Practice Limitations Summer 2020




A: Yes. The start date applies only to when your student-athletes can engage in in-person practice. It is up to your institution to decide when to bring your student-athletes and student body back to campus.

A: Yes. The bylaws define a week as Monday (12:00 a.m.) through Sunday (11:59 p.m.). Any practice or competition during this period shall constitute one of the 24 weeks permitted.




A: A practice is any activity organized and/or directed by any member of the coaching staff in which either (a) equipment of the sport is used or (b) instruction and/or evaluation of the athlete takes place. Here are some activities that are considered a practice:

  • Film review sessions involving a coach and one or more student-athletes
  • Walkthrough drills (regardless of the use of equipment)
  • Individual skills workouts (batting practice, putting lessons, etc.) involving a member of the coaching staff
  • Open gyms that are attended and observed by a member of the coaching staff

For more information, view this entry in the NAIA Interpretation Library.

A: The Council of Presidents have decided to not allow practices until August 15th in any NAIA sport. Therefore, it would be an institution’s decision if it is going to have facilities open and available.

A: No. Weight training and conditioning activities are not considered practice, assuming no sport equipment or sport-specific instruction takes place.

A: Yes. Technically, use of Zoom or similar platforms to evaluate or instruct a student in their sport does meet the definition of a practice. As an exception to the practice restriction, virtual sessions will be permitted and are not restricted. In-person practices have been restricted to prevent student-athletes from returning to campus and gathering with one another until it’s absolutely necessary and all appropriate safety protocols are securely in place. Virtual sessions allow for these same parameters, and as such will be permitted.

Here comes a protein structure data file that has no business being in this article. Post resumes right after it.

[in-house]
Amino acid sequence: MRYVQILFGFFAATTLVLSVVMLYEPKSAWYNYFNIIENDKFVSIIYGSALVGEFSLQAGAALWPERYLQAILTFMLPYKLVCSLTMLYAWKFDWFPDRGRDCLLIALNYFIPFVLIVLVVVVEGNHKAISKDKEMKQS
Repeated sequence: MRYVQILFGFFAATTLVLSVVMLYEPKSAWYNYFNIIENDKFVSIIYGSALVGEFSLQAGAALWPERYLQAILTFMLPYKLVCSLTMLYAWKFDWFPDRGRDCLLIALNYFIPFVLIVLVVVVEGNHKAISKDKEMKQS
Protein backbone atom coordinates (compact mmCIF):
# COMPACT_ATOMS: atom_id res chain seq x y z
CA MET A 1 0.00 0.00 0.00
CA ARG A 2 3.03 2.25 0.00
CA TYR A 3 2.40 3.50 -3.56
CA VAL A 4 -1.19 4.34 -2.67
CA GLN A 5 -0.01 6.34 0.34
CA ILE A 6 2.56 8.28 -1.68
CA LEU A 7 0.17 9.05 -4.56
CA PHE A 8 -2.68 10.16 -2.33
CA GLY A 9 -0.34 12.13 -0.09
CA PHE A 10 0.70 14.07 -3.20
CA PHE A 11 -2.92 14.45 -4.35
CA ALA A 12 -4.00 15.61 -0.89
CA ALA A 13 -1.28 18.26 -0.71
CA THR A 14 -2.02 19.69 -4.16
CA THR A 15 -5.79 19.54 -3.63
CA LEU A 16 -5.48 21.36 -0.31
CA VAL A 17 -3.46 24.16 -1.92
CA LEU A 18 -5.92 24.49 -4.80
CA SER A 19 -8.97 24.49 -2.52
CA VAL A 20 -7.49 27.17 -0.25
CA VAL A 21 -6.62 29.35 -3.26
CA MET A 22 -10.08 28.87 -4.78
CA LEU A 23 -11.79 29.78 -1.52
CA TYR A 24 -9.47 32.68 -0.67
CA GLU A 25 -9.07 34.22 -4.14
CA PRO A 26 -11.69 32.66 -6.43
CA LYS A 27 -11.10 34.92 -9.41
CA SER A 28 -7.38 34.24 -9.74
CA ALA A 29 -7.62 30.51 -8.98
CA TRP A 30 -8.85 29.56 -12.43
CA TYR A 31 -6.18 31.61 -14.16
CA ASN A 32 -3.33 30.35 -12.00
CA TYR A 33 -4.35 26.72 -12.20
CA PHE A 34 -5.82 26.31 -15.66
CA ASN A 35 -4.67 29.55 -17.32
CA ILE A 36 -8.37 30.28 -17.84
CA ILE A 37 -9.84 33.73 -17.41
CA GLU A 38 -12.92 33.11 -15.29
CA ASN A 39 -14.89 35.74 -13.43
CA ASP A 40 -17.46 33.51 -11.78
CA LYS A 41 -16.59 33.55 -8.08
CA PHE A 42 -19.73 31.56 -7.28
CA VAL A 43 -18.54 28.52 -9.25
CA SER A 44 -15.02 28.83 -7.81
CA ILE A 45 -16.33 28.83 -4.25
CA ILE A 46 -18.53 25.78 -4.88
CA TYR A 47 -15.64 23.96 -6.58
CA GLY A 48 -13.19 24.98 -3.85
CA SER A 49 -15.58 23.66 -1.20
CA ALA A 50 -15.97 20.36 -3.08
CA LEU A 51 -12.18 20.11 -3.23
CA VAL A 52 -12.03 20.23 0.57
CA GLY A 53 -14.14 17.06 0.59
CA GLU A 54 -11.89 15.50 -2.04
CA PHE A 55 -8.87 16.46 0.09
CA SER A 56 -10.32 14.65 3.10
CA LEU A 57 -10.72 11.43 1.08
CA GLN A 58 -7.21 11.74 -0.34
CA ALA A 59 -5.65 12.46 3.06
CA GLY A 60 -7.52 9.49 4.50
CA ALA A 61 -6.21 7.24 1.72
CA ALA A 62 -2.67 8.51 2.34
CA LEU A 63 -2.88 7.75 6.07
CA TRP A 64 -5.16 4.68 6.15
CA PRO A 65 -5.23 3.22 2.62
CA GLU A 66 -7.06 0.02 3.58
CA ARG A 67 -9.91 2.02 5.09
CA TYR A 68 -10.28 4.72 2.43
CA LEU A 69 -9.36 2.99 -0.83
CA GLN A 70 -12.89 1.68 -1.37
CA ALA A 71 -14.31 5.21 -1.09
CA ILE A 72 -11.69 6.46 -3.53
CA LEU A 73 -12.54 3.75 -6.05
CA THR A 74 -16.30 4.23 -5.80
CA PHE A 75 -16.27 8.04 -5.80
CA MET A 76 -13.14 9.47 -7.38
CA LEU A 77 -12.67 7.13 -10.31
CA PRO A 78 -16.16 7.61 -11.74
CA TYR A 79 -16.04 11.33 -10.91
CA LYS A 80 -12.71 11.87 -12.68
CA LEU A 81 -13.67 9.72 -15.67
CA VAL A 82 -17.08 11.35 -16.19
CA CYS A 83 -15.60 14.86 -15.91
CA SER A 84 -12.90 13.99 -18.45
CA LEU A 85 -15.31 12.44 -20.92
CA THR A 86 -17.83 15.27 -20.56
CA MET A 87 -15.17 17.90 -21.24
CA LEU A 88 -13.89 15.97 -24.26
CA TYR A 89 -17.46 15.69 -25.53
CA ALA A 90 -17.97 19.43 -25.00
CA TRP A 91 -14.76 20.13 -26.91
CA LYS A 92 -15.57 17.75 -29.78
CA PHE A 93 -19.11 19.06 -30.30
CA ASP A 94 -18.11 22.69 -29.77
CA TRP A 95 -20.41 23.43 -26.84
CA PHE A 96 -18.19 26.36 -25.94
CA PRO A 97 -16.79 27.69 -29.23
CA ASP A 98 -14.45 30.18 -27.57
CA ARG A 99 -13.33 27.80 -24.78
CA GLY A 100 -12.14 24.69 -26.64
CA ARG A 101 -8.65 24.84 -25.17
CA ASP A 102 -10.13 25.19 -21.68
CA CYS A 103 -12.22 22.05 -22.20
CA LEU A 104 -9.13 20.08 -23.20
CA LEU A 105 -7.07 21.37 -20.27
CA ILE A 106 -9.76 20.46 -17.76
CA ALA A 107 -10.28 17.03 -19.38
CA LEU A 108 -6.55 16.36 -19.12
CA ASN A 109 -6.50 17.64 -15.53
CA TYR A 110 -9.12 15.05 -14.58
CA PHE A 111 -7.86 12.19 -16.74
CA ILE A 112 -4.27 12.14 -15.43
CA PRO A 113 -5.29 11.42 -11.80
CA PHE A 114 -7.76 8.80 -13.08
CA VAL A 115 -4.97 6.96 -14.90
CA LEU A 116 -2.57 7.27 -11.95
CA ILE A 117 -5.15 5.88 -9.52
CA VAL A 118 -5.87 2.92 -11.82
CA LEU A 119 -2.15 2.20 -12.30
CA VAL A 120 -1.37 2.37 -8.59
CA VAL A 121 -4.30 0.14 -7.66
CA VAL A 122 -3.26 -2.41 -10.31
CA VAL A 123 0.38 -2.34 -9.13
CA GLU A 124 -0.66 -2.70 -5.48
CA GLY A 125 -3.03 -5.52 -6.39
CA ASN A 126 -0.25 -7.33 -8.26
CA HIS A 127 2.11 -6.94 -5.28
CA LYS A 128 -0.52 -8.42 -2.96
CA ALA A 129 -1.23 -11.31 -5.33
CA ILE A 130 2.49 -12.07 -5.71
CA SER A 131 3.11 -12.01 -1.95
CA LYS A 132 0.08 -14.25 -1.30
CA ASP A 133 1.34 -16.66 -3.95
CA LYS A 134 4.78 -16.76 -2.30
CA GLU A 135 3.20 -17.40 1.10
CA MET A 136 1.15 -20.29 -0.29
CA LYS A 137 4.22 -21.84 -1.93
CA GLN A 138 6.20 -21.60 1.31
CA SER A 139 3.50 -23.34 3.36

A: Coaches are allowed to give guidance relating to drills or conditioning as requested by players as long as it is voluntary and they are not held accountable to the activity. This is not considered a practice and will be permitted prior to August 15.

A: Whether an open gym is considered a practice or not depends on how the open gym is organized. Individual players are not prevented from getting together voluntarily to shoot around in an open gym setting. However, if a member of the coaching staff is involved in the organization of the open gym or sits in the bleachers and observes the open gym, it has now become a practice. The best way to help your players participate in open gyms over the summer is to ensure any open gym sessions are public and open to all students, and that coaches are not present during the open gym. Team captains are free to coordinate attendance with other players, but coaches should steer clear.

For more information, view this entry in the NAIA Interpretation Library.

A: No. There is no such thing as a “joint practice” in the NAIA. A practice can only include individuals who are identified with your campus, or in other words enrolled full-time. As soon as individuals not identified with your campus participate, it is no longer a practice and must be viewed as a competition of some kind (scrimmage, exhibition or contest).

For more information, view this entry in the NAIA Interpretation Library.

A: As it relates to summer camps where student-athletes serve as employees (rather than attendees) of the camp, the long-standing interpretation has been that the student-athletes are acting in the role of employees during that time rather than student-athlete (for purposes of amateurism, financial assistance, frequency of play, etc.). This is in keeping with how the NAIA treats a student-athlete who has a part-time job working at the tennis club alongside her coach (tennis pro): the student is in the role of employee rather than student-athlete, and those shifts worked do not count towards the 24-week season or game limits. Therefore, this type of summer camp is considered employment for the student-athlete and is not considered a practice, so long as the student-athlete’s involvement is limited to that which is necessary for running the camp.